Feeling like a complete shmuck, I thought that perhaps I might skip high holy days services this year; then no one would have to know about my lost kavanah. Except that I had already requested, and was granted, a ticket for all of the services for a very meager donation. Even though I attend synagogue services sporadically, at best, the people at this shul have been very good to me, and never make me feel like the village schnorrer (beggar) that I actually am. And once again, by granting me a ticket at a ridiculously generous discount, they were extending the hand of tzedakah to me. No, not attending services was not an option. I needed some advice. In the past, when faced with an untenable situation, I typically asked myself how my dad would advise me in a given scenario. In this instance, I was sure he would have told me to “suit up and show up.” Okay…good…I could do that…probably.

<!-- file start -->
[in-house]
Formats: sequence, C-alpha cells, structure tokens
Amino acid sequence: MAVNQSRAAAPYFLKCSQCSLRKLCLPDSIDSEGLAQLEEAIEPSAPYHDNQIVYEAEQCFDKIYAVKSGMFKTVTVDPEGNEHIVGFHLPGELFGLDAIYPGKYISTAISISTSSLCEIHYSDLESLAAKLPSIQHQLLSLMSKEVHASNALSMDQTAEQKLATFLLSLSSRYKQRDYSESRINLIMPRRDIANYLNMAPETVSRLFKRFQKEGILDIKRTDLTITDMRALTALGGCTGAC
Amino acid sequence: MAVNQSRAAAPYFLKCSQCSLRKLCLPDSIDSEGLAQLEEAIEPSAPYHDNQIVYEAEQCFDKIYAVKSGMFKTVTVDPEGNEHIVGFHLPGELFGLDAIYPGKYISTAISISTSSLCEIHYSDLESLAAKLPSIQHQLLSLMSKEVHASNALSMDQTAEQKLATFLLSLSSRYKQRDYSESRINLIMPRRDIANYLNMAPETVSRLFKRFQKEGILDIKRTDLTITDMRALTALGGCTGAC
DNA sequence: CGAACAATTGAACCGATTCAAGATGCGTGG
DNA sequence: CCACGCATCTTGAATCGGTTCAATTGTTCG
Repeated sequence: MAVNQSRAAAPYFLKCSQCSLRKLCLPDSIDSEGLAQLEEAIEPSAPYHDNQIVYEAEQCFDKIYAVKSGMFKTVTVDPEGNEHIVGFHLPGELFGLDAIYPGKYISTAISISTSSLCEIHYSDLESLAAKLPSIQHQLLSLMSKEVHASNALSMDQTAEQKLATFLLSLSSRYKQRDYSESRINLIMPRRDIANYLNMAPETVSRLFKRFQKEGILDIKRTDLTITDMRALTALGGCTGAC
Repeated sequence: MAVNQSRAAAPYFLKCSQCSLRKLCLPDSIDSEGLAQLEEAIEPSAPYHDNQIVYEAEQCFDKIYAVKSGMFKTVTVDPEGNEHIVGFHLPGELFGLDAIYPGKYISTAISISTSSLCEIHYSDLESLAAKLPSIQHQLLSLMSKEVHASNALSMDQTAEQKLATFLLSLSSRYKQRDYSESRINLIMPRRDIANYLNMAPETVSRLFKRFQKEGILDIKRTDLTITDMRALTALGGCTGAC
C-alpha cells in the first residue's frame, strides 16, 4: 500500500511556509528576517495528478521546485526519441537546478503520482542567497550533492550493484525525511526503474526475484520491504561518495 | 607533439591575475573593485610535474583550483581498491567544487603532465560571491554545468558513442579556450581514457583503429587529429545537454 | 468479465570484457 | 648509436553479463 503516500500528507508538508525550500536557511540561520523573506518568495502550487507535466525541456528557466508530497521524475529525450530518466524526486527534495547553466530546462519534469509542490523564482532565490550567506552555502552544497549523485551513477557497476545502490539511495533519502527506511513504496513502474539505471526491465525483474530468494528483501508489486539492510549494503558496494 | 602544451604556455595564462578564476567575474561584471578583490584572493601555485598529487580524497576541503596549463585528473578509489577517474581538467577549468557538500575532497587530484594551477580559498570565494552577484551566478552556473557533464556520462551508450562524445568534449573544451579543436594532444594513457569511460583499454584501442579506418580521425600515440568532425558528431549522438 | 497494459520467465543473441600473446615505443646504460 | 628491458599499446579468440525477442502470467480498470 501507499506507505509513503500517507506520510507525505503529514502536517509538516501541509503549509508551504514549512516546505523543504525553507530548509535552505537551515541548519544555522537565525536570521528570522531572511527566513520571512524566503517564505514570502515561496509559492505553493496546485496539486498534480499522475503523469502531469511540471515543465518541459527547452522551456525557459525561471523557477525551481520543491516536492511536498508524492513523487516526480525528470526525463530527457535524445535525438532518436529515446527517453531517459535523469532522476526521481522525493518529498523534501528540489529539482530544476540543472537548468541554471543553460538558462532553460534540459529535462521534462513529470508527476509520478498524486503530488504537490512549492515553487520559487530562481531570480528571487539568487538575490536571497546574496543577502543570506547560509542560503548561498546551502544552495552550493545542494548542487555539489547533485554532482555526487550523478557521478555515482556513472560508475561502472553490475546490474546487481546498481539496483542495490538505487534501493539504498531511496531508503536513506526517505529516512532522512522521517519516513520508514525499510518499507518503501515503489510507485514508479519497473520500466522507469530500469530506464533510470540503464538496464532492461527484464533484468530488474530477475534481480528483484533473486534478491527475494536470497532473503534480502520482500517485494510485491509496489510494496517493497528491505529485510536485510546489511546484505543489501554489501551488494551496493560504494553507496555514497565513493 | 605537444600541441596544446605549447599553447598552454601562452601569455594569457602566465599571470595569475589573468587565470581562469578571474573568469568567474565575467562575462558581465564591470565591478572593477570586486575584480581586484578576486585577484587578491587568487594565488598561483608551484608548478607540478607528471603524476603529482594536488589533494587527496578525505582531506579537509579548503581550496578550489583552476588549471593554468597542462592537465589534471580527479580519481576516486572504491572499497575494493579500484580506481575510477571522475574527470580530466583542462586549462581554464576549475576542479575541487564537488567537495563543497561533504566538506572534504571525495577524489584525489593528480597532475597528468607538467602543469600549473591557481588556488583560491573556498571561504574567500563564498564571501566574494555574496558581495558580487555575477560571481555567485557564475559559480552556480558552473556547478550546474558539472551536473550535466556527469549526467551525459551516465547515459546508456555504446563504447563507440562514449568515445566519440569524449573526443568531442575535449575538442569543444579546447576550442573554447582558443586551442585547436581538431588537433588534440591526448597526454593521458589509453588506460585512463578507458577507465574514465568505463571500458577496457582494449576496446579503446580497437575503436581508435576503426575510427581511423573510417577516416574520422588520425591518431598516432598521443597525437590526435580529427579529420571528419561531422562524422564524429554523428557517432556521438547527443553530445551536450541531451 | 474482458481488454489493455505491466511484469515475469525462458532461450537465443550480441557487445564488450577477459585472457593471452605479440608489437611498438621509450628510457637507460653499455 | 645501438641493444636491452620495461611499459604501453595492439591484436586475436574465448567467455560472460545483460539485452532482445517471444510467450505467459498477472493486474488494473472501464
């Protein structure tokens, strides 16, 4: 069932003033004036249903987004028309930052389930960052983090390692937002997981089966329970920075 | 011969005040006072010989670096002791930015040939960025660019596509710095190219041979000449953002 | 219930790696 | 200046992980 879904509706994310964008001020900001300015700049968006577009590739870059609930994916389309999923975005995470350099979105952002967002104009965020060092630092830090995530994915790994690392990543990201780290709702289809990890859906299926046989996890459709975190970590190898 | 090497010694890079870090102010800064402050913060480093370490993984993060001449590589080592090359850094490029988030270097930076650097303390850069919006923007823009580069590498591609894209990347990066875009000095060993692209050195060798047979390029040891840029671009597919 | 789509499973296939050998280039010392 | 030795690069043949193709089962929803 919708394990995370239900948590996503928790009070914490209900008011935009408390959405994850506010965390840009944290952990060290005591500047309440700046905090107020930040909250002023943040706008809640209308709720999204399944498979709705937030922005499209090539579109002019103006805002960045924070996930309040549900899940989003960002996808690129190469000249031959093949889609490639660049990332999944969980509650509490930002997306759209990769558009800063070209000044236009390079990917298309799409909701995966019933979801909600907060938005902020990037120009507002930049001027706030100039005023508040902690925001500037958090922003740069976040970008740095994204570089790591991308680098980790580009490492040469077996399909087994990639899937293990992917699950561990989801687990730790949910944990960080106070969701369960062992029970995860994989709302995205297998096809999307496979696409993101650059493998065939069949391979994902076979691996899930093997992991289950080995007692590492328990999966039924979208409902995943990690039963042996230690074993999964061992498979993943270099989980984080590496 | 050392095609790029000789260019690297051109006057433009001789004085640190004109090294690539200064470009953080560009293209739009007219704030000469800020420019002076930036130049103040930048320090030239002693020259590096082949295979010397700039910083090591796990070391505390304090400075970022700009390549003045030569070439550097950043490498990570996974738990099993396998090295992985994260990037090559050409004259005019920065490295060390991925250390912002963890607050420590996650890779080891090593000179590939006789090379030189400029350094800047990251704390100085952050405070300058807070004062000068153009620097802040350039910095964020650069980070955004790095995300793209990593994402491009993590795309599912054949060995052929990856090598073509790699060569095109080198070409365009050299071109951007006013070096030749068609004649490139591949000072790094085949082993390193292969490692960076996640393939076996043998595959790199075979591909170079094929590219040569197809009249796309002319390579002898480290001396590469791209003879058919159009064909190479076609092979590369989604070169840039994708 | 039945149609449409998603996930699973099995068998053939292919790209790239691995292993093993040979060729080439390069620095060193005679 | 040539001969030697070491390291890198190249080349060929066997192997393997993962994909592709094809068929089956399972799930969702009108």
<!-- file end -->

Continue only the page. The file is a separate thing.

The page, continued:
When the first day of Rosh Hashanah arrived, I suited up, showed up, and listened to the beautifully plaintive call of the shofar. Even though I did my best to stay anonymous amidst the sea of people, the rabbi noticed me and proffered, along with his warm greeting, an invitation to the break-the-fast dinner that takes place at the conclusion of Yom Kippur. I accepted the invitation graciously, and hoped my nervous smile didn’t betray me. I wondered if he would have extended the invitation if he had known that my kavanah was still MIA? Sh*t! Where the f@#* was my f@#*ing kavanah? Since I had 10 days until I really needed it, I went home and promptly forgot all about it. You can imagine my horrified shock when I woke up one morning to find Yom Kippur staring me straight in the face.